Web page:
June 2013

Children’s disco DJ, 52, walks free from court despite sexually abusing girl, 15, after judge deems crime not serious enough for prison


A children’s disco DJ walked free from court despite sexually abusing a 15-year-old girl in bushes after a judge said his crime was not serious enough for jail.

Nicholas Onofrio, 52, attacked the teenager outside a roller disco party he was DJing at in Littlehampton, West Sussex, last year.

But, despite branding him a ‘high risk of serious harm’ to girls, Mr Justice Mackay said unpaid work was punishment enough for the unrepentant sex offender.

Leaving the court with a group of supporters, Onofrio hid his face from photographers, while one of his companions stuck her middle finger up at the camera and others smirked.

The mobile phone shop manager, who calls himself DJ Nicko and claims to have done nothing wrong, pounced on the girl when he went outside for a cigarette during the roller disco.

As her friends and other youngsters partied inside, Onofrio invited the girl to look into some bushes, then grabbed her and began fondling her breasts and inner thigh, the Royal Courts of Justice heard.

He told her: ‘I can’t wait until all those girls in there are 16, because I want to **** them so hard’.

She eventually managed to break free from his grasp and get to safety.

She did not tell anyone until she confided in a schoolfriend a couple of days later, but has since been shunned by some of her former best friends, the court heard.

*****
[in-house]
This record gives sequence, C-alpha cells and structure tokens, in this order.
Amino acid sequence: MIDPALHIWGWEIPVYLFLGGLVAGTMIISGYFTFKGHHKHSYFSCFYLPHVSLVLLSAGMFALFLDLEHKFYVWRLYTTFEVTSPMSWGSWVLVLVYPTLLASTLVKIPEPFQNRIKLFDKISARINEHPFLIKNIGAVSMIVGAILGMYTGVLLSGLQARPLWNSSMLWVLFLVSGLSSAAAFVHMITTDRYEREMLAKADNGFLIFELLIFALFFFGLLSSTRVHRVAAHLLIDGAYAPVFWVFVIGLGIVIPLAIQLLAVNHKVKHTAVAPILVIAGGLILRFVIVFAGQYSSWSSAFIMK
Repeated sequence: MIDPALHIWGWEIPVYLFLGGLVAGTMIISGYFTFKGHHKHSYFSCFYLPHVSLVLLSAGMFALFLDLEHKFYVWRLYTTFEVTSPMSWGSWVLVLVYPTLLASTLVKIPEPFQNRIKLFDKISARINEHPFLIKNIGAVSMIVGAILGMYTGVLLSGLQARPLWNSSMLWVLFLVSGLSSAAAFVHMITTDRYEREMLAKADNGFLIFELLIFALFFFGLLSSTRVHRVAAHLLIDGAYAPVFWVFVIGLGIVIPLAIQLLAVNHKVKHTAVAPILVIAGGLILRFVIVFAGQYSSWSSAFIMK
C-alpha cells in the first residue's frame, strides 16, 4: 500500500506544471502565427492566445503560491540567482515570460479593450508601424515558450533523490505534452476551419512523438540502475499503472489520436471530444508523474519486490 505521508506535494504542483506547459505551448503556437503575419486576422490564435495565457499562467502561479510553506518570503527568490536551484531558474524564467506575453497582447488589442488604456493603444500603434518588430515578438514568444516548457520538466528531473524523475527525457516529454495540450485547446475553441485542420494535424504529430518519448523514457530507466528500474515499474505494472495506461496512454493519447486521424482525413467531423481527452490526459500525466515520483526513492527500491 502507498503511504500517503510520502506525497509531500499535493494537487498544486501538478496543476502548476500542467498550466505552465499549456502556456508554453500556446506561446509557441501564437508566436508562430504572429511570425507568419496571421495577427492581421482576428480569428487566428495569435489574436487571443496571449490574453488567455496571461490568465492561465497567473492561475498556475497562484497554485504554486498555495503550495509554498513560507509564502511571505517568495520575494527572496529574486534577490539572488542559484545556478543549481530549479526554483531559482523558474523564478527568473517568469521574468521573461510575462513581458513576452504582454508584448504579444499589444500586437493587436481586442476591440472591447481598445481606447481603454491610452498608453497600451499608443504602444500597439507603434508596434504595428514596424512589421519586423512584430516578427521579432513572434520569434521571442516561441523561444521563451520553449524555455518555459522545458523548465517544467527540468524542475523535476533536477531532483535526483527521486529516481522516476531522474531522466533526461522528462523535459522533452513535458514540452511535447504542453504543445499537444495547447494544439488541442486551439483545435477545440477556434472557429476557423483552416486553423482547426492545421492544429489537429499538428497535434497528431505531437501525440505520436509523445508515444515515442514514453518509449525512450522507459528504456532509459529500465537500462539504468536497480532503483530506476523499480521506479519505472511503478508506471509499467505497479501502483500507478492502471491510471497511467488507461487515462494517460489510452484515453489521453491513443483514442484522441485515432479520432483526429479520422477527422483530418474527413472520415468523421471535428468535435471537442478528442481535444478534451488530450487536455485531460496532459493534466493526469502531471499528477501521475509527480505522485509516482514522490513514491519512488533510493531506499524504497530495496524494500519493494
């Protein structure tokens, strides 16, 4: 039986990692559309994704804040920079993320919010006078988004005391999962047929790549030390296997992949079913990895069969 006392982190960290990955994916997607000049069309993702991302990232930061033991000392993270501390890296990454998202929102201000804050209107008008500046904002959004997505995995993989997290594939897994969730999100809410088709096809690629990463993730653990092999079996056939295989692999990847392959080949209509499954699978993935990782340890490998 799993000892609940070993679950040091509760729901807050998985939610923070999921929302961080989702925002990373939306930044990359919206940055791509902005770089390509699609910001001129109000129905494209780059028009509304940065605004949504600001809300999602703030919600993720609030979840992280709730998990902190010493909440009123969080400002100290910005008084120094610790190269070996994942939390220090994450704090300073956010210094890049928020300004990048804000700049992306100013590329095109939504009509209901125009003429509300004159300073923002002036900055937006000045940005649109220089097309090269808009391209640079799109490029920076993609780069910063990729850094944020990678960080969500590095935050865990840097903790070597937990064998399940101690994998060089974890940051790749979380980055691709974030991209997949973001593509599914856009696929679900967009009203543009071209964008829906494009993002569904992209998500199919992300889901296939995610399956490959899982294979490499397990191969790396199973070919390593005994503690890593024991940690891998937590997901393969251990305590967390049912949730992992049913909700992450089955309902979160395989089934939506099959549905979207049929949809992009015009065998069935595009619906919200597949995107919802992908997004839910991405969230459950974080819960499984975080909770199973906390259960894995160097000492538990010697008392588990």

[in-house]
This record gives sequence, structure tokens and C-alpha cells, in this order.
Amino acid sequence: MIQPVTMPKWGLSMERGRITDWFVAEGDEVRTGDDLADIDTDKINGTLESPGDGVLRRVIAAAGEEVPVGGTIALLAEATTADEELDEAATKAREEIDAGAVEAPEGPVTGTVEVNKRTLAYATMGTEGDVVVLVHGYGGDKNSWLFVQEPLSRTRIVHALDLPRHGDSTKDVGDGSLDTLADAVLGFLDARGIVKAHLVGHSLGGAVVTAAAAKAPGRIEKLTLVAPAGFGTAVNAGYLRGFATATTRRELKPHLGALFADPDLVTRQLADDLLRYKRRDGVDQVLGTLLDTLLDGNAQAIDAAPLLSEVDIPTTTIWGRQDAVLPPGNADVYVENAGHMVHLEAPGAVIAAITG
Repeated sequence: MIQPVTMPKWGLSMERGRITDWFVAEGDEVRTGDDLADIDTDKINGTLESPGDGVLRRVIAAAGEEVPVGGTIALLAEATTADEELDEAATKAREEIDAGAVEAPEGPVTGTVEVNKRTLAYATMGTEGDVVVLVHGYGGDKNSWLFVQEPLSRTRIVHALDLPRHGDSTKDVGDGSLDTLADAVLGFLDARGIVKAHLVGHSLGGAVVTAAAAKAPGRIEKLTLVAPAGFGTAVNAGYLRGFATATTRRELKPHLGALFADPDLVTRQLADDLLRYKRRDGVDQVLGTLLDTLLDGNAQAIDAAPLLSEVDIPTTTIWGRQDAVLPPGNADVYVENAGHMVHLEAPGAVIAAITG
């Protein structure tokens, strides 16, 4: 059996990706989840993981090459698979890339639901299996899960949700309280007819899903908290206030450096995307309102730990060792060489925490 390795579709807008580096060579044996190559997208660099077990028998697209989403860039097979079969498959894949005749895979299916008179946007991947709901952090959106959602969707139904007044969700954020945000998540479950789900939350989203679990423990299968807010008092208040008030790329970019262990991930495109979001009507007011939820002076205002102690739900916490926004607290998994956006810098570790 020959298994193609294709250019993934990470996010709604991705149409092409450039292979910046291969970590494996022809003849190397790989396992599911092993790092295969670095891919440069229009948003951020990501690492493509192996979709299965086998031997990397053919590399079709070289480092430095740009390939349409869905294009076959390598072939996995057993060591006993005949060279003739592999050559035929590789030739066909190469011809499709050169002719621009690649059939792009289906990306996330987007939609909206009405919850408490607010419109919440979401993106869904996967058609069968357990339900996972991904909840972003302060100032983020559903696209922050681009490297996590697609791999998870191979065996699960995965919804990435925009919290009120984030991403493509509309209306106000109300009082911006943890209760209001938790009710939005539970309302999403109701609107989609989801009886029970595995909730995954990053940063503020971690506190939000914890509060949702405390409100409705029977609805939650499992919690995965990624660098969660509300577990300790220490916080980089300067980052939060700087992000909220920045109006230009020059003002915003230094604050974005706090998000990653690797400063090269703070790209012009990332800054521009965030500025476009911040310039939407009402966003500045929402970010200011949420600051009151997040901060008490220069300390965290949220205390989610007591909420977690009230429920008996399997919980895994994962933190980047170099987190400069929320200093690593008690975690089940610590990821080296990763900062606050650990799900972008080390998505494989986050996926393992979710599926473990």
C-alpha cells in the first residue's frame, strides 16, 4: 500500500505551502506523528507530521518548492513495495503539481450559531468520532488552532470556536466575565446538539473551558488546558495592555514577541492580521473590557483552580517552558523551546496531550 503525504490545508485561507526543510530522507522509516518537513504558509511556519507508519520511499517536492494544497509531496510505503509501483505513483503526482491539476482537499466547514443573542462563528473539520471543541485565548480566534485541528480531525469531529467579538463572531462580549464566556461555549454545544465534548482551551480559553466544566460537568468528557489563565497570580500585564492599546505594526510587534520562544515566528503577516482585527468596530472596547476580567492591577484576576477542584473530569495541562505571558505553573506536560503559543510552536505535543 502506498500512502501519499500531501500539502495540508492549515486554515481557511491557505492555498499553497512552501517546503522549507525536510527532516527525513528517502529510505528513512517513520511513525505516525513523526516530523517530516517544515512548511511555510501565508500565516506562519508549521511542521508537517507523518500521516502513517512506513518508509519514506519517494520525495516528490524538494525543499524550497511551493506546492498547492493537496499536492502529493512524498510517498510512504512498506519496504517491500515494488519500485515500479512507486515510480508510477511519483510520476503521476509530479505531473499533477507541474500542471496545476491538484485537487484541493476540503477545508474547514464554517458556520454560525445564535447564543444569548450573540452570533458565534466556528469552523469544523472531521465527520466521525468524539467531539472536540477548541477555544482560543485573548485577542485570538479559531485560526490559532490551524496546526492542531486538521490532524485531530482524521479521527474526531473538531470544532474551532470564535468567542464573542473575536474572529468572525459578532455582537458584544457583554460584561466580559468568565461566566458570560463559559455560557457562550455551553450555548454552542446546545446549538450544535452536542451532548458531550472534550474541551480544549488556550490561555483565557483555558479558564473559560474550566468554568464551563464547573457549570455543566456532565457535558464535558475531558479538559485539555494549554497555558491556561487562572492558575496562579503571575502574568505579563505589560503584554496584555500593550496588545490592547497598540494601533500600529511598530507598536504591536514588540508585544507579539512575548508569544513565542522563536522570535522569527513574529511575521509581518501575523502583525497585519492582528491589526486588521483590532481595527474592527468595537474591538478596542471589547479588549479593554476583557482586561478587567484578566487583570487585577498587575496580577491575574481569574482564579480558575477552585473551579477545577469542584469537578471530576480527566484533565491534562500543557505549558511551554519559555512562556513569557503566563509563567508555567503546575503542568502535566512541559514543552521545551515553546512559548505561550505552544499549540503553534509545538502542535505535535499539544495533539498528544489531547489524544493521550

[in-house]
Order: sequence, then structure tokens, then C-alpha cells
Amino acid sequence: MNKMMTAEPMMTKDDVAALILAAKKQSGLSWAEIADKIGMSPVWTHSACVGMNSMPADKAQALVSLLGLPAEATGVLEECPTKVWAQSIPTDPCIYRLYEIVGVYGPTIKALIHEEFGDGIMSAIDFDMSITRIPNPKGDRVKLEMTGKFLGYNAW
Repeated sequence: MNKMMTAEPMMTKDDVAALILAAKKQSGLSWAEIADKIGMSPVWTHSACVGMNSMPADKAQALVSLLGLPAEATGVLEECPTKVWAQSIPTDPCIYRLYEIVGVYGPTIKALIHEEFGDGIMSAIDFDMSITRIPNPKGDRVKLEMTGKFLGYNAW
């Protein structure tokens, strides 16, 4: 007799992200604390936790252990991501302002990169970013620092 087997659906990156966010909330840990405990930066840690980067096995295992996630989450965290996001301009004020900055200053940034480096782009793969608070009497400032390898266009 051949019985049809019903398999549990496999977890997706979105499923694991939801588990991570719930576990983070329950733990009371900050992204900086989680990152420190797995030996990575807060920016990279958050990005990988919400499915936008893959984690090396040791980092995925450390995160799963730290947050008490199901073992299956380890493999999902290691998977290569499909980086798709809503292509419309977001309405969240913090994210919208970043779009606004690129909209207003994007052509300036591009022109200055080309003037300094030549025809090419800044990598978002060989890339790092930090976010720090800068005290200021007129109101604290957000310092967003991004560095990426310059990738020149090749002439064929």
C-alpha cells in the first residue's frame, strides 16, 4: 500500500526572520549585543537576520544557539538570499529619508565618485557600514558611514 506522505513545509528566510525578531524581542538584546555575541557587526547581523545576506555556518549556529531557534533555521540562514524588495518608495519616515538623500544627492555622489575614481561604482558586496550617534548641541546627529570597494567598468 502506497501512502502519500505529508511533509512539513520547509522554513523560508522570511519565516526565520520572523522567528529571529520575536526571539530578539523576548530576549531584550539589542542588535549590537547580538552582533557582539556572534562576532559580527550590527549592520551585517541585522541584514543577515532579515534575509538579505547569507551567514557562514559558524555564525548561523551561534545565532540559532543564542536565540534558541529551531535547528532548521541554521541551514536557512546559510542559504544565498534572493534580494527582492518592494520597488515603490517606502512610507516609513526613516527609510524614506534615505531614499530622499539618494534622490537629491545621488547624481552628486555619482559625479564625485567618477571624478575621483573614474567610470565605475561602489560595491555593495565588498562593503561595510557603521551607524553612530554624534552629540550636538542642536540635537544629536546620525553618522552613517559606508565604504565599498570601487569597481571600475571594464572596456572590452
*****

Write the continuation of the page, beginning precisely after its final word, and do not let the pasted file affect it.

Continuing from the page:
‘She lost what most young women regard as the most important part of their lives, the close friendship of other girls of their age,’ said Mr Justice Mackay.

Onofrio, who is in a long-term relationship,appeared for sentencing had denied sexual activity with a child at Lewes Crown Court, but was convicted by a jury in May.

Although the trial was heard in East Sussex, the sentencing happened in London as that is where the judge is currently sitting.

After the trial, the defendant was assessed by a probation officer, who said in a ‘disturbing’ report that he still poses a ‘high risk of serious harm to adolescent females’, the judge said.

‘I am concerned about the risk you pose on a continuing basis to girls and young women on occasions such as these,’ he continued.

But, because the activity did not go beyond a low level of seriousness, prison was not necessary, he said.

‘In view of the nature of the conduct you had with her, interrupted as you may have been, this isn’t sufficiently serious as to warrant a custodial sentence.’

The judge imposed a community order with 18 months’ supervision and ordered Onofrio, of Littlehampton, to do 100 hours of unpaid work.

He also passed a sexual offences prevention order, banning him from unsupervised contact with children other than with their parents’ consent.

‘I am satisfied it is necessary to protect such persons from serious harm because it is the view of the writer of the pre-sentence report, and it is my view, that you present a high risk of such harm to adolescent girls,’ said the judge.